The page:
Messaging Energy Wrong

Putting aside any questions about the value of the substance of the Consumer-First Energy Act, let us take a few moments to examine the language and framing of its release. The opening paragraph of the press release:

Senate Majority Leader Harry Reid and Senators Jeff Bingaman, Max Baucus, Charles Schumer, Byron Dorgan, Maria Cantwell and Bernie Sanders held a press conference today to unveil the Consumer-First Energy Act of 2008, a bill that addresses the root causes of high gas prices. Seven years of the Bush Administration’s disastrous energy policies have enriched Big Oil and market speculators at the expense of American consumers. Democrats are committed to providing relief to consumers and strengthening our economic, energy and national security.

Anything jump out at you?

No.

Let’s highlight a few words:

A bill that addresses the root causes of high gas prices

At least from the material that I’ve seen, here are a few things that not addressed by this bill:

  • Rising demand from China, India, Saudi Arabia, etc
  • America’s McSUV and oil addiction habit
  • Peak Oil
  • Hmmm … these would seem to be some pretty serious root causes.


    What are the words put into the press release?

    “Gas prices are nearing four dollars a gallon and a barrel of oil is around $120 per barrel, yet this President is refusing to take action to put downward pressure on gas prices,” Dorgan said. “We need to immediately stop putting oil underground into the Strategic Petroleum Reserve, and start addressing the fundamental issue of these sky-high prices by cracking down on the rampant speculation that’s driving up the price of energy.”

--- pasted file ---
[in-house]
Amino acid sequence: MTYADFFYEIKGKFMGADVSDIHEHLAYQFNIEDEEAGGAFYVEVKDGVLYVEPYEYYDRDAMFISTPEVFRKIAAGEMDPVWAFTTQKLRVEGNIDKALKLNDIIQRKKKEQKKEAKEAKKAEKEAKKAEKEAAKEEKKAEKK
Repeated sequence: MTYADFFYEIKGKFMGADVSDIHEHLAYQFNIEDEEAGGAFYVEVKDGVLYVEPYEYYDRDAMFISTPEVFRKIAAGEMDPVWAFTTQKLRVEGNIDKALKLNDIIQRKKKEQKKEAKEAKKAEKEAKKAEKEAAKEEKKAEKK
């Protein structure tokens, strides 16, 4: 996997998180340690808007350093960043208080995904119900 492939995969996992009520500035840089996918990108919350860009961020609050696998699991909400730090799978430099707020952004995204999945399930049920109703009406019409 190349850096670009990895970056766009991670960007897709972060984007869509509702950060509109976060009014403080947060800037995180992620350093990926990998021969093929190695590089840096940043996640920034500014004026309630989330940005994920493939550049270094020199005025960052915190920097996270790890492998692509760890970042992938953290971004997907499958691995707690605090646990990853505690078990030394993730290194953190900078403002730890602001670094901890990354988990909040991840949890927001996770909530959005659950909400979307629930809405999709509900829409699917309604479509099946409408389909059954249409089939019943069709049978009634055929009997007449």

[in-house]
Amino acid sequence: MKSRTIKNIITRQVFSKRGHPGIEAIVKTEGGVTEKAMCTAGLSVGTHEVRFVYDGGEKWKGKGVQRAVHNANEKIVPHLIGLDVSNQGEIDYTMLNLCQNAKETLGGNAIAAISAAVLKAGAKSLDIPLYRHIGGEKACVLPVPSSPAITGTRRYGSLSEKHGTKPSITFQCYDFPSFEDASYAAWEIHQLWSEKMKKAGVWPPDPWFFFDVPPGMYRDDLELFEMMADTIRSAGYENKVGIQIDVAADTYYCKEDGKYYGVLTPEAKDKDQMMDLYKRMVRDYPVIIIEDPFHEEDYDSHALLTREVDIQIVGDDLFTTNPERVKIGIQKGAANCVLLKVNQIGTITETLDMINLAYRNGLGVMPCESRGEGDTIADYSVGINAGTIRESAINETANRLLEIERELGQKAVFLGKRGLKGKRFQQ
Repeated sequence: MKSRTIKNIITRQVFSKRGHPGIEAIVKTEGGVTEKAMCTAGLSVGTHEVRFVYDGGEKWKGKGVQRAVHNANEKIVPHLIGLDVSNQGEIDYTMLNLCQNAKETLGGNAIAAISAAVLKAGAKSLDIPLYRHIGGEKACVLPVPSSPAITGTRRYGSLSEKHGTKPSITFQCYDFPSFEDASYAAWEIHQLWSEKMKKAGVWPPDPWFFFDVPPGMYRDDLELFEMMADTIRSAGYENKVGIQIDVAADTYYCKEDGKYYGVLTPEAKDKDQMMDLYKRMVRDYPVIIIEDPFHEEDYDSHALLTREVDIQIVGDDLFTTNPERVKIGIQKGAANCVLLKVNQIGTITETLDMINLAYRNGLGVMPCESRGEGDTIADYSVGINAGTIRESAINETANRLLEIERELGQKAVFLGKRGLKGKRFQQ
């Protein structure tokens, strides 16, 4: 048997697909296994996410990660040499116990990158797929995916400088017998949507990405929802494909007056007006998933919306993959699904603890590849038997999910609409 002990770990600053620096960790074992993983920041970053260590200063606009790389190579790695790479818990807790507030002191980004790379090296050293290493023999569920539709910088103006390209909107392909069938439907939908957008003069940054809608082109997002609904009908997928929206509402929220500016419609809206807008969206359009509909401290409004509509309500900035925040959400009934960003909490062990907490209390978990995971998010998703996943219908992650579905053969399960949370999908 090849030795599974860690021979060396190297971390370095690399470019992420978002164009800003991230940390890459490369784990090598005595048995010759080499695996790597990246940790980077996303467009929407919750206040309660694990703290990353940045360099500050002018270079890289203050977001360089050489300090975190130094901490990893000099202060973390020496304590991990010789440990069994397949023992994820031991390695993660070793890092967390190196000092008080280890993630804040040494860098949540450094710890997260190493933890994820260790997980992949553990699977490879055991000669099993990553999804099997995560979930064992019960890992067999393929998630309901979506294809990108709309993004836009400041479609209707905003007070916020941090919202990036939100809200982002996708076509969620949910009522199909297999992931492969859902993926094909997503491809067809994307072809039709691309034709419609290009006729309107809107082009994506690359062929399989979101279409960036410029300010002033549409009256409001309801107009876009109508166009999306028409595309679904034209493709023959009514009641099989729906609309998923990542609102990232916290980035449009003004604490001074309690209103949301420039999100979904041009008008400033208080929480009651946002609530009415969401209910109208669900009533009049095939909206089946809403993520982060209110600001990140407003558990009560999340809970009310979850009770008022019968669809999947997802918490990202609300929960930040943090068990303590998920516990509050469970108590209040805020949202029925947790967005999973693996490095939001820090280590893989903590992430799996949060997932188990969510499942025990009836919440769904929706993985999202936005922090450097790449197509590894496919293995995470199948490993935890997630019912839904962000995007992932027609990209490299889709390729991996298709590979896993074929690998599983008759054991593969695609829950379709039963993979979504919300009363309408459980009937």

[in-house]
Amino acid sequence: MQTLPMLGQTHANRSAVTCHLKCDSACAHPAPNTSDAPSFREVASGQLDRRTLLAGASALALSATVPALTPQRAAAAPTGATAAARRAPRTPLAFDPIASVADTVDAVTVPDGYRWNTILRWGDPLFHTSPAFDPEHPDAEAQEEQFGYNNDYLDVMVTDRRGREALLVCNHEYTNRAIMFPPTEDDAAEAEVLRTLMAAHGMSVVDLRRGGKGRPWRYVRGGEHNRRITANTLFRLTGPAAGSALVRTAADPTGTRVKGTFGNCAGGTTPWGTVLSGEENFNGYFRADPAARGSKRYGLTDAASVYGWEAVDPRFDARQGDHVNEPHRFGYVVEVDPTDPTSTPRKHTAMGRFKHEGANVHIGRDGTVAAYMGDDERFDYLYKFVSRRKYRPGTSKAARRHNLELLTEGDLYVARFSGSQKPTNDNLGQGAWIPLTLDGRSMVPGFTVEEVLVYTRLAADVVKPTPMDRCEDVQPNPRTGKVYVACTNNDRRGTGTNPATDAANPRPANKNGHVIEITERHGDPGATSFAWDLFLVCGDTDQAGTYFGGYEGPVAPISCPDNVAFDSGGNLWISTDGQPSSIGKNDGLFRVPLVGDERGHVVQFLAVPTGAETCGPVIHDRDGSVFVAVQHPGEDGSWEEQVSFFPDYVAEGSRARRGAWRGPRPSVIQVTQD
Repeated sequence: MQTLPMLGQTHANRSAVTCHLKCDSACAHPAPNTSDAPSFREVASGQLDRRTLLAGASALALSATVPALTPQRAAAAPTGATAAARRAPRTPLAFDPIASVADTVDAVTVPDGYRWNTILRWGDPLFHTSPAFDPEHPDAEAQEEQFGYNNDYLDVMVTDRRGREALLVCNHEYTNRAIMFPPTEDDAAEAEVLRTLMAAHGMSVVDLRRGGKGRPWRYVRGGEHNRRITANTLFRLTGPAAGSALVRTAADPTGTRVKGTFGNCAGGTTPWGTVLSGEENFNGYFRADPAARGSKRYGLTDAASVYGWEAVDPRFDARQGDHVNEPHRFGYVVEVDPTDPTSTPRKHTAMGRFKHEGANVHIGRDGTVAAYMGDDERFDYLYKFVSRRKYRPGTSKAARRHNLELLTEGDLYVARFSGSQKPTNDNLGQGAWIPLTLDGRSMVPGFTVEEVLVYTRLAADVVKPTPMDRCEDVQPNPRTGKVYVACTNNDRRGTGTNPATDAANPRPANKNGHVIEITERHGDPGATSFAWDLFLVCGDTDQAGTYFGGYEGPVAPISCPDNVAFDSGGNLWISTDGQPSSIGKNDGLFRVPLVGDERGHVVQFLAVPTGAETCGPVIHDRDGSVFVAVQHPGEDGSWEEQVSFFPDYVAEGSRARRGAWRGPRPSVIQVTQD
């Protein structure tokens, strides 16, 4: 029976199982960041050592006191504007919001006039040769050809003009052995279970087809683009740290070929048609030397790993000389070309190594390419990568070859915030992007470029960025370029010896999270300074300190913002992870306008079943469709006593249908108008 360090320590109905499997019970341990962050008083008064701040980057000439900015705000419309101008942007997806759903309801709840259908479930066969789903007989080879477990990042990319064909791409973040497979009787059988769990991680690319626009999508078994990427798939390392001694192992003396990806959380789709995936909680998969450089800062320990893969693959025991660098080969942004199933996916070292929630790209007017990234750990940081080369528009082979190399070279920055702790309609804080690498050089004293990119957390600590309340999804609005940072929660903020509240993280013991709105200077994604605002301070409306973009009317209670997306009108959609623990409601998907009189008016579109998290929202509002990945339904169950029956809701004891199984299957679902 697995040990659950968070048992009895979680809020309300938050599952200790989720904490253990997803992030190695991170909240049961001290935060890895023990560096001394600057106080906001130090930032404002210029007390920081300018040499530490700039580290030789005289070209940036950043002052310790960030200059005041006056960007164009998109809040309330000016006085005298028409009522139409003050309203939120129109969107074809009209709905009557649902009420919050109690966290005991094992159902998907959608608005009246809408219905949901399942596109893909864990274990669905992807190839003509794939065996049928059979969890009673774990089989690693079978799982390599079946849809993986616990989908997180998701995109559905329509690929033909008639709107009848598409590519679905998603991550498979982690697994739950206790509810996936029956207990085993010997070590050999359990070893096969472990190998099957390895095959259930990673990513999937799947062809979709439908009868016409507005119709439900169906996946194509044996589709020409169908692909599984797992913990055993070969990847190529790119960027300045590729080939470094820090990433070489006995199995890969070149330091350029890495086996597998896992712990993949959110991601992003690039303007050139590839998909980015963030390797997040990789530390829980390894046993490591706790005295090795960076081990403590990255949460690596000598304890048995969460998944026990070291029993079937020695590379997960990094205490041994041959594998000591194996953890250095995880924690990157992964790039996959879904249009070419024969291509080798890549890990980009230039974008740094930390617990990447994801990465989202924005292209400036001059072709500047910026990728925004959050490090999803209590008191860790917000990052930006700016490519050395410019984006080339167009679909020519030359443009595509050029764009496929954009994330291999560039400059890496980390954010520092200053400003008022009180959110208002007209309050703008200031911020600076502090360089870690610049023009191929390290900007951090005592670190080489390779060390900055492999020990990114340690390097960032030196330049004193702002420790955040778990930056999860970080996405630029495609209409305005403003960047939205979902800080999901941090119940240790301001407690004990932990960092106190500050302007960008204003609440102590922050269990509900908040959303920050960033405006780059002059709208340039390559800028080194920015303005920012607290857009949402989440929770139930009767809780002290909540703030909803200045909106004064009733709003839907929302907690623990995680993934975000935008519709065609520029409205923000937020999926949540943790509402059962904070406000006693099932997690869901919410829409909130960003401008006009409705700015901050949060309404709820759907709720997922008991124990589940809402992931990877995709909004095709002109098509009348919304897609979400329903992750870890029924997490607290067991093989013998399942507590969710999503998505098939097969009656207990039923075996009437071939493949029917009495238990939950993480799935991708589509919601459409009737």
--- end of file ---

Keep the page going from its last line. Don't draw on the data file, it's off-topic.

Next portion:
Again, what is the “fundamental issue”?

    Said Cantwell: “We need a cop on the beat to patrol the markets for any illegal activity or manipulation and help ensure Americans are paying prices that are not just fair, but based on supply and demand fundamentals. Now it’s time for Congress to pursue vigilant oversight over these markets to ensure Americans aren’t the victims of a few rogue traders manipulating energy markets. By taking these steps, we may be able to burst the energy price bubble that is dragging down our economy.”

    Aha, price increases are based on “illegal activity or manipulation” and don’t have anything to do with rising demand and constrained ability to produce oil?

    “If we don’t act boldly, the economic situation for millions of middle-class families and working Americans will continue to deteriorate,” Sanders said. “Record-breaking oil and gas prices are a crisis not only for commuters going to work, especially in rural areas, but also for family farmers, small businesses, truckers, airlines, grocery stores, restaurants, hotels, tourists and indeed every sector of our economy. The bottom line is this: Congress and the President can no longer sit idly by while Americans are getting ripped off at the gas pump, the economy deteriorates, and Exxon Mobil, greedy speculators, and OPEC are allowed to make out like bandits pushing oil and gas prices higher and higher.”

    The problem is criminality, that we’re getting “ripped off”. And, that “OPEC are allowed to make out like bandits pushing oil and gas prices higher and higher.”

    None of the comments that are highlighted touch upon peak oil, rising demand around the world, and the fundamental failures of the structure of the US economy and US society in terms of oil-use inefficiencies.

    We need leadership that will speak some truth, that will lead. Suggesting that there are, somehow, these manipulative causes that are driving increased gas prices and that a few legislative tweaks are going to solve everything is pandering nearly to the same level as Energy Dumb’s and Energy Dumber’s “Gas Tax Holiday”.

    There is value to trying to get better oversight. There is value to have stronger controls against price gauging / manipulation. There is value …;